|In September 1993 - at the 1820 SOCIETY’s
annual commemoration of the martyrs, JOHN BAIRD and ANDREW HARDIE in
Sighthill Cemetery, Glasgow - a new plaque was unveiled on their
Monument in memory of their 19 Radical comrades whose original death
sentences imposed for their participation in the 1820 insurrection and
specifically (in most cases) in the Bonnymuir incident, were commuted to
sentences of transportation to BOTANY BAY in NEW SOUTH WALES. In 1835
they were all given a ROYAL PARDON - perhaps as a consequence of
residual guilt on the part of the British (English?) Establishment at
having set them up in 1820. (For the full list of the 19 names see the
accompanying text of the inscription on the plaque.)
Subsequently most of the 19 ‘transportees’
remained settled in Australia where, as literate men - unlike the
average group of convicts, many of them made significant contributions
to the development of the then British colony of New South Wales. Their
individual stories are told in a little book by MARGARET and ALASTAIR
MACFARLANE, entitled THE SCOTI1SH RADICALS - Tried and Transported for
Treason in 1820, first published in Australia in 1975 and re-issued in
the U.K. (by SPA Books Ltd) in 1981.
Its co-author, ALASTAIR MACFARLANE, was
himself a descendant of one of the transported Radicals, namely THOMAS
McFARLANE, a Glaswegian by birth - who in 1839, already an old man in
his late sixties, returned home to Condorrat in Dunbartonshire.
According to a report in The Stirling Observer on 30 January 1840
McFarlane was subsequently feted by the Airdie Working Men’s
Association on account not simply of his involvement in the 1820 affair
but because of his long association with Radical politics which he could
trace back to the days of ’MUIR, PALMER and GERALD‘ of the Friends
of the People and the United Scotsmen in the 1790s.
Another of the transported men who
eventually made it back to Scotland was ANDREW WHITE, a printer to
trade, who at the time of the Rising was still only in his ‘teens.
Alone among the Radical convicts he seems to have been fortunate enough
to have secured an Absolute Pardon within three years of his arrival in
New South Wales. He then accompanied his employer - a Dr. Douglass who
had engineered his Pardon - back to the United Kingdom, though not
immediately to Scotland.
It is recorded that he subsequently died
in the Royal Infirmary, Glasgow, in 1872, and in accordance with his own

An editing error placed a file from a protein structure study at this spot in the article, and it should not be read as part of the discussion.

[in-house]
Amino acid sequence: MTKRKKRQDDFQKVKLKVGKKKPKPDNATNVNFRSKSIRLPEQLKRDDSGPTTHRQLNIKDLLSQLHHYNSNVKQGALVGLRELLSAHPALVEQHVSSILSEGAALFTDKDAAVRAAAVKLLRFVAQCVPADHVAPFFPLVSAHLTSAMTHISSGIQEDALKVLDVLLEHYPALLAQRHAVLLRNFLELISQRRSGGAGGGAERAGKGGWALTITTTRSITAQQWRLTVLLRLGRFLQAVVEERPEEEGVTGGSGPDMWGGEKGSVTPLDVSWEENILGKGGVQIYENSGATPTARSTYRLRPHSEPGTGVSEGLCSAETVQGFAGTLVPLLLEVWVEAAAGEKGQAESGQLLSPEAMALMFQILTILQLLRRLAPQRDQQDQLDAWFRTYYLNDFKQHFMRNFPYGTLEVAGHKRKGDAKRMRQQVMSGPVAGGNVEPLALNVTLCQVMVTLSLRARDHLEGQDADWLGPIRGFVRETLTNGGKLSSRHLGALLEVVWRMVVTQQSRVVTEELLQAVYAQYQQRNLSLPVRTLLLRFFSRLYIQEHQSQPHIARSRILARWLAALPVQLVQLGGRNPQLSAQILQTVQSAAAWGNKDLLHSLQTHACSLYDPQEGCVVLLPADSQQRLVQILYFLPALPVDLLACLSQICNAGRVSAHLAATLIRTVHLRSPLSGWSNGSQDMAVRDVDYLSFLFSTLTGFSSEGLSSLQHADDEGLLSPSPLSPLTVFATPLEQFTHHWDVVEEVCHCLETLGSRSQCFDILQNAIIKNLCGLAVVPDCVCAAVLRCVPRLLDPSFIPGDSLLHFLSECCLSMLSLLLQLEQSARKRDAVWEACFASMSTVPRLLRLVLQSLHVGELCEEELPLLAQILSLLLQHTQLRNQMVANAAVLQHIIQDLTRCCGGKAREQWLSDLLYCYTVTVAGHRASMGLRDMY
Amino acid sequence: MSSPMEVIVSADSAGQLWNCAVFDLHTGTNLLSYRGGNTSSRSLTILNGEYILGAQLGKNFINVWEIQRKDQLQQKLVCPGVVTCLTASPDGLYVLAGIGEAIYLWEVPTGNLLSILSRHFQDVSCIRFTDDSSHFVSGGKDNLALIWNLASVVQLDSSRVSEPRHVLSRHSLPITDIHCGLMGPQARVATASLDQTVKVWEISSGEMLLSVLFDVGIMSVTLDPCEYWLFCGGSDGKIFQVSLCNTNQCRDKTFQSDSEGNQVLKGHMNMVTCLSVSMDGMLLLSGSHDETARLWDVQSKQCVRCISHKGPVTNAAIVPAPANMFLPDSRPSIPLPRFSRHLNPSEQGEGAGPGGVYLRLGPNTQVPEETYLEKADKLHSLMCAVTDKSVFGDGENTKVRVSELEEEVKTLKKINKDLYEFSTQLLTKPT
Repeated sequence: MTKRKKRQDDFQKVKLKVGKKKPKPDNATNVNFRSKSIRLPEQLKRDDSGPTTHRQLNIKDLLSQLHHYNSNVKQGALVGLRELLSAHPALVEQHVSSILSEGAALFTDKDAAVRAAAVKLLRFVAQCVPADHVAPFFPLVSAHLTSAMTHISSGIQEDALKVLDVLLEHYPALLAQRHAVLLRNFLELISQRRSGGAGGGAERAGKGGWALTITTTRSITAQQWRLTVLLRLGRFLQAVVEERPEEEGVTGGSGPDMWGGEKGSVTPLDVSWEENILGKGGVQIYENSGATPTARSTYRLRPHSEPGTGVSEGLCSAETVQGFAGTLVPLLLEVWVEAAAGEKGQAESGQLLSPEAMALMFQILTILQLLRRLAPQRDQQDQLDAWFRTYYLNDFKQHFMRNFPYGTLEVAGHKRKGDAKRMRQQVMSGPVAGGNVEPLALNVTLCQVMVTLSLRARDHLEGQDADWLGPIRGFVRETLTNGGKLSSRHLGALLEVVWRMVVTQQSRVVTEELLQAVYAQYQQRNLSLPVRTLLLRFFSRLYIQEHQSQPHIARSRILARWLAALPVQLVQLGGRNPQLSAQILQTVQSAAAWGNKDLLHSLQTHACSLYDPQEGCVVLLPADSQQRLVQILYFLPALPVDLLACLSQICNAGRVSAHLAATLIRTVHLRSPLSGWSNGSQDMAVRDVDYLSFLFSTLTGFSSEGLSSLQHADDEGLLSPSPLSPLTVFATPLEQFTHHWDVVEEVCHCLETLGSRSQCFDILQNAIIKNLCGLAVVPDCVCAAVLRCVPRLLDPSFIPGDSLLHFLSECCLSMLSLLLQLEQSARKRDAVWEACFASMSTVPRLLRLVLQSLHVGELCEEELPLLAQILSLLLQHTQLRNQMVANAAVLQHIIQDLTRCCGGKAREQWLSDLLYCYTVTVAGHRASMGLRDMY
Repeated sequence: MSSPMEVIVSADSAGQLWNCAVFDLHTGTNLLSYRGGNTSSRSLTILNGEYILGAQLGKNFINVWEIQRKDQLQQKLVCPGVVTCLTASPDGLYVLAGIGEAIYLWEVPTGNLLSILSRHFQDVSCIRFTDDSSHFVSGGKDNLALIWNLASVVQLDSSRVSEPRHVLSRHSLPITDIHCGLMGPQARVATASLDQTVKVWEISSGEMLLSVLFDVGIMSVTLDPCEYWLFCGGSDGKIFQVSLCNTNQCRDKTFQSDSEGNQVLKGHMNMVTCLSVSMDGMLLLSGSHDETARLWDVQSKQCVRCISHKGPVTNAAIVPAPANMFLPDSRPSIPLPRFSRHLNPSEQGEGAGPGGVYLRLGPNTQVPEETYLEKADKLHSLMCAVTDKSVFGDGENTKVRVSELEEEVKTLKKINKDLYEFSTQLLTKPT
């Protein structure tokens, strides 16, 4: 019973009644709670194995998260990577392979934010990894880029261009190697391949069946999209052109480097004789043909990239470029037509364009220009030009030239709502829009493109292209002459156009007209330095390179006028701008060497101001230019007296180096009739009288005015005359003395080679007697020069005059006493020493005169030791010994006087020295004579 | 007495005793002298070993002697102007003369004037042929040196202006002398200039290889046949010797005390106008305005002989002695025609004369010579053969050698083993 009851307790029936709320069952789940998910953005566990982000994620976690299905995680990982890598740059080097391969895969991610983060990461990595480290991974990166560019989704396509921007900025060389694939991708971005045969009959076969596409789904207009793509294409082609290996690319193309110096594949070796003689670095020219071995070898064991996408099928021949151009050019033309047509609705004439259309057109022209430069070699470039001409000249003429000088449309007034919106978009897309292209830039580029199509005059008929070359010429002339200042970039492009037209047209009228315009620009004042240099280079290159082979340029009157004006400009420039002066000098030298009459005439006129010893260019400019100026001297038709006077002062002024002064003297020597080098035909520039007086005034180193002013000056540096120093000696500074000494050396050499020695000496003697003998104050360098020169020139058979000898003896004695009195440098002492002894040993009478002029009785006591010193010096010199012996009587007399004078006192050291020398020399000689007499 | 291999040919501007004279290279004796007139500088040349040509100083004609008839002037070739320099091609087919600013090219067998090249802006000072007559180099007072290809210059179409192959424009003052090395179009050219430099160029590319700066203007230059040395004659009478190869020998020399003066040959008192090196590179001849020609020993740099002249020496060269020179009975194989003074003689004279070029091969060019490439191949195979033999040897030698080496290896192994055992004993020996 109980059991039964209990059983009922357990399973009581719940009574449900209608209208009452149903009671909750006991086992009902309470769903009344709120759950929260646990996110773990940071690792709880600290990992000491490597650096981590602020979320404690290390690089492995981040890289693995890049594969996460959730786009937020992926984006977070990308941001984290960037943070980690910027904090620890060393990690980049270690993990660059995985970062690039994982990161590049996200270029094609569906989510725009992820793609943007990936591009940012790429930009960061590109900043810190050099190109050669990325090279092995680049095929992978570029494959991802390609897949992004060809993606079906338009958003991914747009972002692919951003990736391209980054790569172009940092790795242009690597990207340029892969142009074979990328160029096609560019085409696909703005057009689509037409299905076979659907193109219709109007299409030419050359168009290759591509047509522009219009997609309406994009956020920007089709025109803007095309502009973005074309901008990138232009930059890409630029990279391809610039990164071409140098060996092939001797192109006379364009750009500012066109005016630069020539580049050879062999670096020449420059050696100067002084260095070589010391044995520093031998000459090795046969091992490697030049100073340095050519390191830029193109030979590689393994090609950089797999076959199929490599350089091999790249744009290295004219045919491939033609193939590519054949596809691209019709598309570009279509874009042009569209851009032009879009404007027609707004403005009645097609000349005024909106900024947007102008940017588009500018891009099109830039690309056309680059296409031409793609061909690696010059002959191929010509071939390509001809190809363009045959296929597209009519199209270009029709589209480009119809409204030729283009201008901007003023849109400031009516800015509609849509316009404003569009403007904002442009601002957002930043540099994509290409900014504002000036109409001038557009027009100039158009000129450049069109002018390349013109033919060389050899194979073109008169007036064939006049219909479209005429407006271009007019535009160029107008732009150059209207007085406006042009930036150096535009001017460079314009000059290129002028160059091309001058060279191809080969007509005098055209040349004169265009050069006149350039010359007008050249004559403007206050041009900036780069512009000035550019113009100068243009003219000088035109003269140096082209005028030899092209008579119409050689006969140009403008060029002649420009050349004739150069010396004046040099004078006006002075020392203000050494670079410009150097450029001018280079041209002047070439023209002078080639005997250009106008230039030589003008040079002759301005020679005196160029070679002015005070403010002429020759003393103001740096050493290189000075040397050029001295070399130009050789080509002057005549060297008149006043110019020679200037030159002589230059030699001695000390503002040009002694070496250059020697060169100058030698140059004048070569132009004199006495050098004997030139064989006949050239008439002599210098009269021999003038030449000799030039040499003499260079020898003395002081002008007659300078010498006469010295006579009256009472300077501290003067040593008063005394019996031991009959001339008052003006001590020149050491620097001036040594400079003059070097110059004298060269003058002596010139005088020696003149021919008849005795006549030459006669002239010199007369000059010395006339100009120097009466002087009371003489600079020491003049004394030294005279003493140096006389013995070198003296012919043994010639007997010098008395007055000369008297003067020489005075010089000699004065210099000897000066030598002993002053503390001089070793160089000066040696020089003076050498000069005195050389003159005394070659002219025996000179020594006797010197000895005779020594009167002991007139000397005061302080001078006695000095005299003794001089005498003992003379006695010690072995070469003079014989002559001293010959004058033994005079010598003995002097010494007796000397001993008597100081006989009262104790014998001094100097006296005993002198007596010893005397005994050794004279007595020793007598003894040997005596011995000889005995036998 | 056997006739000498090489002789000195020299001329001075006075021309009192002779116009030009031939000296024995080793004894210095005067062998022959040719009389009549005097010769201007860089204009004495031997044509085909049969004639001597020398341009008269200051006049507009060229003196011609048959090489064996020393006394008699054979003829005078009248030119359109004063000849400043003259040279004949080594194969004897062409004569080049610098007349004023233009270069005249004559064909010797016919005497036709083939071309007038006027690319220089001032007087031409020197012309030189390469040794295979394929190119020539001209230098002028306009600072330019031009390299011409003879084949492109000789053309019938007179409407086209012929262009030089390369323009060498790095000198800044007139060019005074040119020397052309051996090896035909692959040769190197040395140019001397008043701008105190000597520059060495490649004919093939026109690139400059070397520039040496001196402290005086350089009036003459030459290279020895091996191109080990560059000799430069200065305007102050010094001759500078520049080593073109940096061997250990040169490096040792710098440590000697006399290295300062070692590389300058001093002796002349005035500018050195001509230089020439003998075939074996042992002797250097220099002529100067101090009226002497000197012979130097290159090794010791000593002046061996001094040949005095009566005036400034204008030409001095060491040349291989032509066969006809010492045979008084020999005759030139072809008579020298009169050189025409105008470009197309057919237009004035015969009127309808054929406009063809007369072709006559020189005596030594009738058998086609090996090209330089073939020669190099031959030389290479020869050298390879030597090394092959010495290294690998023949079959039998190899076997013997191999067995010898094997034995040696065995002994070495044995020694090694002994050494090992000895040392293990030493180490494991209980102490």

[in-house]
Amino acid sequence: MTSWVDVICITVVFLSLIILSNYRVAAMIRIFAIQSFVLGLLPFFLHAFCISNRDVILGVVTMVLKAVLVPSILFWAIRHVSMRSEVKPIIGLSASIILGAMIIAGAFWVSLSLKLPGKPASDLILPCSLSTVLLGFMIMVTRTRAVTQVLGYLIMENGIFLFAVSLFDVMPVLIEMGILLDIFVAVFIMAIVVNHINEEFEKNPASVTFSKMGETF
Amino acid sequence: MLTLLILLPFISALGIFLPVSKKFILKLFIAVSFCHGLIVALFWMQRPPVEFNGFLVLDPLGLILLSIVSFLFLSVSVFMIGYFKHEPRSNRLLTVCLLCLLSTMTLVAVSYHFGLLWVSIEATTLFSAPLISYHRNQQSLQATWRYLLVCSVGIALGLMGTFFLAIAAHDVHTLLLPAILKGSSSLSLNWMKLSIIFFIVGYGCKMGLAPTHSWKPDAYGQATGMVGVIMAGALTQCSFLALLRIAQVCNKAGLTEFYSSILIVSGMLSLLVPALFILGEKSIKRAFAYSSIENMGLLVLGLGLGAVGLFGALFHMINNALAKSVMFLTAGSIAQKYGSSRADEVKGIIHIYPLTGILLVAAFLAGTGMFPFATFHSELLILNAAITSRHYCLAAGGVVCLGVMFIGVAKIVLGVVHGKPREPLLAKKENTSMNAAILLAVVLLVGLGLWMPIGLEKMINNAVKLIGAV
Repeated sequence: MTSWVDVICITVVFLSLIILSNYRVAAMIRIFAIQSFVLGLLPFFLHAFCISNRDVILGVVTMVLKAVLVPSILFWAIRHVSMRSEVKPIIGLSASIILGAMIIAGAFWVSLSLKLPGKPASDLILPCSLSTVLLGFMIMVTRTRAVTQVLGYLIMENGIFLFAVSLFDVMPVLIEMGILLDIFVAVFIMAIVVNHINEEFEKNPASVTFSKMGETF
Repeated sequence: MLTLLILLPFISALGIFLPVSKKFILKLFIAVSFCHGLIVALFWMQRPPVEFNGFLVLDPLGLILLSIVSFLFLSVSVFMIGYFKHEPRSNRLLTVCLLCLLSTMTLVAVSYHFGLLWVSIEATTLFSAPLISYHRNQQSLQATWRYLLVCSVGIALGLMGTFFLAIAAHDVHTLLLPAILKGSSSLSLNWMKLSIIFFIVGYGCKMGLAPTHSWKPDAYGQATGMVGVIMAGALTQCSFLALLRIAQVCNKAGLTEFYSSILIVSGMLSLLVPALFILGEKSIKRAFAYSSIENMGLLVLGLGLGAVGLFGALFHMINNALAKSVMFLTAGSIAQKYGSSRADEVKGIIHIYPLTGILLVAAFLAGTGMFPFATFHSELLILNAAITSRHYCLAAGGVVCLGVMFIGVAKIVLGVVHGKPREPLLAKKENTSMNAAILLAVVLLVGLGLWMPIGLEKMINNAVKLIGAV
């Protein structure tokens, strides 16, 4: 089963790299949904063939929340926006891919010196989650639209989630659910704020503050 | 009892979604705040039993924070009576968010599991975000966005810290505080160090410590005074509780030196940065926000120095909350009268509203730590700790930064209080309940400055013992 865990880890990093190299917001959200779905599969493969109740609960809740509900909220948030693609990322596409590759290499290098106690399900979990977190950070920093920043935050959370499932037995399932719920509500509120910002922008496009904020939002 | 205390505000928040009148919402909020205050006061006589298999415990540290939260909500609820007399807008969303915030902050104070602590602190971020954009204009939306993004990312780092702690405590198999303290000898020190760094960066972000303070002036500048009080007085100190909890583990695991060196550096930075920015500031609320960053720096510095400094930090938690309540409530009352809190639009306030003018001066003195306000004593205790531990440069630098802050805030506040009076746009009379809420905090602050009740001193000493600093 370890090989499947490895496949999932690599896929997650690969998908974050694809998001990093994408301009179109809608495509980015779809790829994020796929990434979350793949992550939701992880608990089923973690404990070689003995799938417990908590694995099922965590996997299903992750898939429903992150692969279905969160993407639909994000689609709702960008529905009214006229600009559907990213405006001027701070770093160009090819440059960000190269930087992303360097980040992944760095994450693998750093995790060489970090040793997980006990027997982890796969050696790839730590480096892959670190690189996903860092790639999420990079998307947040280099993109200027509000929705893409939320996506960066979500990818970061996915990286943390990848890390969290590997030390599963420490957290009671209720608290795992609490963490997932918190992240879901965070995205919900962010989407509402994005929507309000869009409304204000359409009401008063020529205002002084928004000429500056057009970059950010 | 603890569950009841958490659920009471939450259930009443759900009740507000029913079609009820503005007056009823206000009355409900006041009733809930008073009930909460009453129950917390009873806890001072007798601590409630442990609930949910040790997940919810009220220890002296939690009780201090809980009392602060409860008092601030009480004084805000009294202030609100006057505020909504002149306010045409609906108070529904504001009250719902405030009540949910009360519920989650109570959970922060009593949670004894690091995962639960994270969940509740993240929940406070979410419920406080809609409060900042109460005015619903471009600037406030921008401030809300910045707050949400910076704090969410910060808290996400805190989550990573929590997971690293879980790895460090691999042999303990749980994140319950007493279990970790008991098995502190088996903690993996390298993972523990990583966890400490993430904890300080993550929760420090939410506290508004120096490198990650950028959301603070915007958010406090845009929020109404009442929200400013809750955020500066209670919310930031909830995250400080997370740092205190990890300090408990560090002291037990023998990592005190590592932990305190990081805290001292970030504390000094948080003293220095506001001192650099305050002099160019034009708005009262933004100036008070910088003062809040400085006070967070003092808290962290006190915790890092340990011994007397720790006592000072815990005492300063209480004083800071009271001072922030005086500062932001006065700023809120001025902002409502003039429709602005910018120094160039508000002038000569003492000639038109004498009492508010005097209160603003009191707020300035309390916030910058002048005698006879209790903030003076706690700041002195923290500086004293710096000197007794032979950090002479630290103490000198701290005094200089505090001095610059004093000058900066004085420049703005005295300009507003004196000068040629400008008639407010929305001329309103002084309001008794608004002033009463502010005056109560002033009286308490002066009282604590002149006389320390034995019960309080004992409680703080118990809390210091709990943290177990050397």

wishes was actually buried in Sighthill Cemetery close to his old
Radical comrades, BAIRD and HARDIE - whose remains had been transferred
there in 1847 when the Monument was erected, having previously been
interred in their original paupers grave in Stirling where they were
executed. In the mid-1980s the young White’s participation in the ‘Battle
of Bonnymuir’ was featured in a fine new banner designed for the print
union SOGAT ‘82 - which has since amalgamated with other print unions
to form the GPMU.
It is only fitting that the sufferings of
these brave men who escaped the fate of their martyred comrades should
be properly commemorated in their own country - just as, south of the
border, the sufferings of the ‘Tolpuddle Martyrs’, as pioneers of
the English Trade Unions, are aptly commemorated, though their years of
exile were limited to two.
The new plaque in their honour on the
Sighthill Monument was the brain-child of ALASTAIR MACFARLANE, the
Radical descendant arid coauthor of the only published account of their
lives. A native of Inverness, Alastair had himself settled in New South
Wales after his marriage in the 1930s, and in his later years following
the UK. publication of THE SCOTTISH RADICALS had campaigned by
correspondence from his home there for the erection of the new Sighthill
plaque. He died, aged 89, in April 1993, unfortunately without learning
that his efforts had finally been successful. In a sense the new plaque
is his memorial too.
DETAILS OF FINAL
For their part in the 1820 Rising the
following, originally sentenced to death, were transported to New South
Wales, Australia, and in 1835 were given a Royal Pardon.
William Clackson or Clarkson.
Thomas Pike or Pink